AUSTRALIA’S highest court has struck down a landmark law allowing gay marriages, shattering the dreams of more than two dozen same-sex newlyweds whose marriages will now be annulled less than a week after their weddings.
The federal government had challenged the validity of the Australian Capital Territory’s law that had allowed gay marriages in the capital Canberra and the surrounding area, starting last Saturday.
The federal government’s lawyer argued that having different marriage laws in various Australian states and territories would create confusion. The ACT, which passed the law in October, said it should stand because it governs couples outside the federal definition of marriage as being between members of the opposite sex.
The High Court unanimously ruled that the ACT’s law could not operate concurrently with the federal Marriage Act, which was amended in 2004 to define marriage as between a man and a woman.
For Ivan Hinton, who married his partner Chris Teoh on Saturday, the result was heartbreaking.
Mr Hinton said he does not regret going through with the wedding and will always consider Mr Teoh his husband. “This was an unprecedented and historic opportunity,” he said. “I wouldn’t have missed it for the world.”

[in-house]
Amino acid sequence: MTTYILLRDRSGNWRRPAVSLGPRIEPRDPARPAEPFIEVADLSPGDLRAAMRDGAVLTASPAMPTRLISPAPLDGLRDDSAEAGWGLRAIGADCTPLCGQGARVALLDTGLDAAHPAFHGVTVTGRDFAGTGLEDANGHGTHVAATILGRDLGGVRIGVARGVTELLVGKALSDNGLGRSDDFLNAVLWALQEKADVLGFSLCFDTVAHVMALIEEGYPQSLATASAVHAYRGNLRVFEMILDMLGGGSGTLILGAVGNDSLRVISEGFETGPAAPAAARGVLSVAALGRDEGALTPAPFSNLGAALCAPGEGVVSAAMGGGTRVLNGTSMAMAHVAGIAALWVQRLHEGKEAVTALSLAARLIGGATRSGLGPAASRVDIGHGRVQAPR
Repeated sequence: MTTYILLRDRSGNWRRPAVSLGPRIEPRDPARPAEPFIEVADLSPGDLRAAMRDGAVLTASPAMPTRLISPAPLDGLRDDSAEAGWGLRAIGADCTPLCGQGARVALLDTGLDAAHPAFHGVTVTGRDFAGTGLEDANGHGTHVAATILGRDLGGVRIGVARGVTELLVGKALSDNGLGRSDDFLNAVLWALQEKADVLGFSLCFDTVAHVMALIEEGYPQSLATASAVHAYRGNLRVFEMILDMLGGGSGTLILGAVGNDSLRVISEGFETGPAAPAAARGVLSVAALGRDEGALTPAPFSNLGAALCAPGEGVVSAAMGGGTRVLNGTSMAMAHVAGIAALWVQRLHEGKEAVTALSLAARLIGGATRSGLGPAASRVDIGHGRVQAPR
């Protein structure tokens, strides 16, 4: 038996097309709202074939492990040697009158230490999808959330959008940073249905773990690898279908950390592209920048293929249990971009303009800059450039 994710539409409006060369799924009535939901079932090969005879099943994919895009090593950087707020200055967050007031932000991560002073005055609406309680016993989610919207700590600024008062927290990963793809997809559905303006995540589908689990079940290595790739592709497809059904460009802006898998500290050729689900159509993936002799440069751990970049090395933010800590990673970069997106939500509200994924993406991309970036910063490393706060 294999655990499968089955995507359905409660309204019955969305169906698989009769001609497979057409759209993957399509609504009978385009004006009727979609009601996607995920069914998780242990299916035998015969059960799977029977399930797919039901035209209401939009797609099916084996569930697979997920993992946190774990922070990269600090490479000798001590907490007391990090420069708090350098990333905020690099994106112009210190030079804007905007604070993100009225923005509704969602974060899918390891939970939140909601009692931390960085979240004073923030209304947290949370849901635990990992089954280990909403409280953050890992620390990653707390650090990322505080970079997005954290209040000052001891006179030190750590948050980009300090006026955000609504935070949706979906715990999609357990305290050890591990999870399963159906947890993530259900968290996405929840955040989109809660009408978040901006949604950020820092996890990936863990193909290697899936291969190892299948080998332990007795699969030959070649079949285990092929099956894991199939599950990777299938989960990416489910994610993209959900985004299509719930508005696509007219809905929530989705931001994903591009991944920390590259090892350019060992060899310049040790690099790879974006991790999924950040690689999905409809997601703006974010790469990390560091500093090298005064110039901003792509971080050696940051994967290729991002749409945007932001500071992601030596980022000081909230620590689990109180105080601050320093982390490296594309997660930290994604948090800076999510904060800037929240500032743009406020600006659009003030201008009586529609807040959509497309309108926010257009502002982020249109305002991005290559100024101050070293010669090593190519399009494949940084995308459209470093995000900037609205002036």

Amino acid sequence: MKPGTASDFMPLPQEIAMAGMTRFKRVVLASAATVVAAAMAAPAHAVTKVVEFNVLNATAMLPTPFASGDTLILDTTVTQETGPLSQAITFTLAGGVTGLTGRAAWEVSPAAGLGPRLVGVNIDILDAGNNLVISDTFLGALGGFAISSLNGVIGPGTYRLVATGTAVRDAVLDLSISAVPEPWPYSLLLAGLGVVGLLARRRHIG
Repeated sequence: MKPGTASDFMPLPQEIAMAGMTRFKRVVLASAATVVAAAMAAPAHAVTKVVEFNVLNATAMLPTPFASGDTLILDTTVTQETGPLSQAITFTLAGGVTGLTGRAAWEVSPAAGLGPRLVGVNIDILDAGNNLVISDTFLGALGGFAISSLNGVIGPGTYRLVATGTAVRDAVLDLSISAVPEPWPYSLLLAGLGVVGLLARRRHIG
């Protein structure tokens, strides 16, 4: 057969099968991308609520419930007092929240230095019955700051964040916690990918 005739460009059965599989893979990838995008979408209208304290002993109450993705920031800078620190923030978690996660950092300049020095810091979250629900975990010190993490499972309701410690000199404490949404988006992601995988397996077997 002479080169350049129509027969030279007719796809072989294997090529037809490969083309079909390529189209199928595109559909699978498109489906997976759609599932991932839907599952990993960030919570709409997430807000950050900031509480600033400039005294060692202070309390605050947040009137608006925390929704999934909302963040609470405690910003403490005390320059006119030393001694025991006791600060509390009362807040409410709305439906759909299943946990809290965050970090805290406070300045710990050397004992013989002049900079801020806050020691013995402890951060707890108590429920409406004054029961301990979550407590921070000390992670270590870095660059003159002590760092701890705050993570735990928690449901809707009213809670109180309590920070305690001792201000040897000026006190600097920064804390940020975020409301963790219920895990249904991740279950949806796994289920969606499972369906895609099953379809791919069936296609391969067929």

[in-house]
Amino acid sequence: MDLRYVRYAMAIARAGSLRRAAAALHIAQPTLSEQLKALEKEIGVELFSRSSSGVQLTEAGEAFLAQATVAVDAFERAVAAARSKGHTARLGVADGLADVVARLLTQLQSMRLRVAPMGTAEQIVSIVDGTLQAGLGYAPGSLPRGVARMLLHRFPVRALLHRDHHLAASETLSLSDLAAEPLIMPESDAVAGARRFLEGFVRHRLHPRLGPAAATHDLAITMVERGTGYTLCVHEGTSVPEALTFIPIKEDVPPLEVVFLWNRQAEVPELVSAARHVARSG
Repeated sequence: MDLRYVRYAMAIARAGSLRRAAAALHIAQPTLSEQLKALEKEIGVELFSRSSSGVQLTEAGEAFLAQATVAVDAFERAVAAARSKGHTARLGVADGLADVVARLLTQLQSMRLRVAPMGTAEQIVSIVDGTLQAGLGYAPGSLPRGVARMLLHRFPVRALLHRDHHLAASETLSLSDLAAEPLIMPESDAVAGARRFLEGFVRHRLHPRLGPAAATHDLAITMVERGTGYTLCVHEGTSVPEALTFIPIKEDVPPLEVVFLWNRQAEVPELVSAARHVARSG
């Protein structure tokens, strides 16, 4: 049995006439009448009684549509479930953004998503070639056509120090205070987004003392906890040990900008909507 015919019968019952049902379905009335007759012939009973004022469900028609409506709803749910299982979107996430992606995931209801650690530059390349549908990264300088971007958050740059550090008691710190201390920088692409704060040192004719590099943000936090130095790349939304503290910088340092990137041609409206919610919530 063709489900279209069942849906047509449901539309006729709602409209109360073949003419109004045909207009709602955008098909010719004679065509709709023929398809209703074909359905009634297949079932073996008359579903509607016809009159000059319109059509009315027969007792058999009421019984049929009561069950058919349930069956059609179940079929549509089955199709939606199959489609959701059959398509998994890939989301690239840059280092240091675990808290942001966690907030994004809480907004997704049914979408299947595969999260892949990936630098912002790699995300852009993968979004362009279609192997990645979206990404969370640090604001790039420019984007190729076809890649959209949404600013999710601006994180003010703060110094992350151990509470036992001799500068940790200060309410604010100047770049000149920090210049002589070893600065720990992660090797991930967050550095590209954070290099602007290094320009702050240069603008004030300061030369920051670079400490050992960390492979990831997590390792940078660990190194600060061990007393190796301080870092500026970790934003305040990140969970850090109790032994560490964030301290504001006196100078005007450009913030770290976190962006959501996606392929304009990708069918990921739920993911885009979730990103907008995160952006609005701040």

Rodney Croome, national director of the advocacy group Australian Marriage Equality, said his group knows of about 30 same-sex couples who had married since Saturday. The ruling means their marriages are nullified.
Outside the court in Canberra, a tearful Mr Croome, flanked by several same-sex couples who were married in the past week, said the ruling was a defeat for marriage equality but there had been a greater victory this week.
“That victory was the nation saw for the first time, I believe, what is really at the core of this issue – they’ve seen that marriage equality is not about protest or politics or even about laws in the constitution, ultimately. Marriage equality is about love, commitment, family and fairness,” Mr Croome said.
Prime minister Tony Abbott opposes gay marriage and his coalition blocked two federal bills last year that would have allowed legal recognition of same-sex partnerships.